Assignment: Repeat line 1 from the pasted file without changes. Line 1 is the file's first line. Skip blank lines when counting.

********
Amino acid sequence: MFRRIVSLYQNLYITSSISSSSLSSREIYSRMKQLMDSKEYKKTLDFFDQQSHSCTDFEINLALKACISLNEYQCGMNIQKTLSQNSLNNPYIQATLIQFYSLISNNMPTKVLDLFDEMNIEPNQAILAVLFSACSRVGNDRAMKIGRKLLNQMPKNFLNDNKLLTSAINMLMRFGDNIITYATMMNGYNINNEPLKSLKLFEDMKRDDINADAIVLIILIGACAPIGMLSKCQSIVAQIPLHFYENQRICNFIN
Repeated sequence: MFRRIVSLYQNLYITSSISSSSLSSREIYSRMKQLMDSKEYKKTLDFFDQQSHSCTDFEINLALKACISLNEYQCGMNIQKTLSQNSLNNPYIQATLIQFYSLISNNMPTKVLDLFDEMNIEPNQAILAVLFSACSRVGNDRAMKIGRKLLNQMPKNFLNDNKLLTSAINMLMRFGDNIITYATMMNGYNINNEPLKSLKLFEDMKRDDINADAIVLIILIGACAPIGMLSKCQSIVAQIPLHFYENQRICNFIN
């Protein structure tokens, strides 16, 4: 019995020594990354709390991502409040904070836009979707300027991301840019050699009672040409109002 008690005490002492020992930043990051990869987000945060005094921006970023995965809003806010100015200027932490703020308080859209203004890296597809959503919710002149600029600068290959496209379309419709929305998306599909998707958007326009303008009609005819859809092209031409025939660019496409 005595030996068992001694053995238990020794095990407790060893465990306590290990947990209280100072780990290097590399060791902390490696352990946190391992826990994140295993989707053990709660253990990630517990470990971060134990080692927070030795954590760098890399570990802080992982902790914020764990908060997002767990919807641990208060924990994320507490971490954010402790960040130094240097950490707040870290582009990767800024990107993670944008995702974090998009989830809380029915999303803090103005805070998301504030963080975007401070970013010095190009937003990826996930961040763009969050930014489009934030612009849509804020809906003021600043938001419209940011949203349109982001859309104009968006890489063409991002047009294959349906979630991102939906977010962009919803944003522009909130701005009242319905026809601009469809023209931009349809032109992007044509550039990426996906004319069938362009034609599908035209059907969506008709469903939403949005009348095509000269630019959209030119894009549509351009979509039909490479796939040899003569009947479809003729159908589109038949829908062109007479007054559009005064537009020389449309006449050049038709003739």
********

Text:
Amino acid sequence: MFRRIVSLYQNLYITSSISSSSLSSREIYSRMKQLMDSKEYKKTLDFFDQQSHSCTDFEINLALKACISLNEYQCGMNIQKTLSQNSLNNPYIQATLIQFYSLISNNMPTKVLDLFDEMNIEPNQAILAVLFSACSRVGNDRAMKIGRKLLNQMPKNFLNDNKLLTSAINMLMRFGDNIITYATMMNGYNINNEPLKSLKLFEDMKRDDINADAIVLIILIGACAPIGMLSKCQSIVAQIPLHFYENQRICNFIN